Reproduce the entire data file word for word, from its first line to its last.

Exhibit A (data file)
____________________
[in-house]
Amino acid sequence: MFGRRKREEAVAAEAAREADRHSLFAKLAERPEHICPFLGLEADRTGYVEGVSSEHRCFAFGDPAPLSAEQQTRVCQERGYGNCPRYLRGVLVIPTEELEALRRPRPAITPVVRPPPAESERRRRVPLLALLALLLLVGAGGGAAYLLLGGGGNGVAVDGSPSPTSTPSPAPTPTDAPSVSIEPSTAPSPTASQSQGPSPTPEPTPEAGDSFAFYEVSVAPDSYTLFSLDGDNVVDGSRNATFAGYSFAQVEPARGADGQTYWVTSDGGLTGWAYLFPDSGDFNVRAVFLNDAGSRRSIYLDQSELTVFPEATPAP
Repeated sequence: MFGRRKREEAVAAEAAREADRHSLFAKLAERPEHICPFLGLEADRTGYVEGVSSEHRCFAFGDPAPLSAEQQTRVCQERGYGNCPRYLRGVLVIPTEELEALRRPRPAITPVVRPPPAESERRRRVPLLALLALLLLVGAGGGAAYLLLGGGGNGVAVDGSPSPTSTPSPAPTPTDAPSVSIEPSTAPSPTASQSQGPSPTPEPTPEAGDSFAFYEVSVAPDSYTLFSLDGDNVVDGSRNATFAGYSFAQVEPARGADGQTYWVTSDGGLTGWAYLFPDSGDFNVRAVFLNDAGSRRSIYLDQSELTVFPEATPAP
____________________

[in-house]
Amino acid sequence: MFGRRKREEAVAAEAAREADRHSLFAKLAERPEHICPFLGLEADRTGYVEGVSSEHRCFAFGDPAPLSAEQQTRVCQERGYGNCPRYLRGVLVIPTEELEALRRPRPAITPVVRPPPAESERRRRVPLLALLALLLLVGAGGGAAYLLLGGGGNGVAVDGSPSPTSTPSPAPTPTDAPSVSIEPSTAPSPTASQSQGPSPTPEPTPEAGDSFAFYEVSVAPDSYTLFSLDGDNVVDGSRNATFAGYSFAQVEPARGADGQTYWVTSDGGLTGWAYLFPDSGDFNVRAVFLNDAGSRRSIYLDQSELTVFPEATPAP
Repeated sequence: MFGRRKREEAVAAEAAREADRHSLFAKLAERPEHICPFLGLEADRTGYVEGVSSEHRCFAFGDPAPLSAEQQTRVCQERGYGNCPRYLRGVLVIPTEELEALRRPRPAITPVVRPPPAESERRRRVPLLALLALLLLVGAGGGAAYLLLGGGGNGVAVDGSPSPTSTPSPAPTPTDAPSVSIEPSTAPSPTASQSQGPSPTPEPTPEAGDSFAFYEVSVAPDSYTLFSLDGDNVVDGSRNATFAGYSFAQVEPARGADGQTYWVTSDGGLTGWAYLFPDSGDFNVRAVFLNDAGSRRSIYLDQSELTVFPEATPAP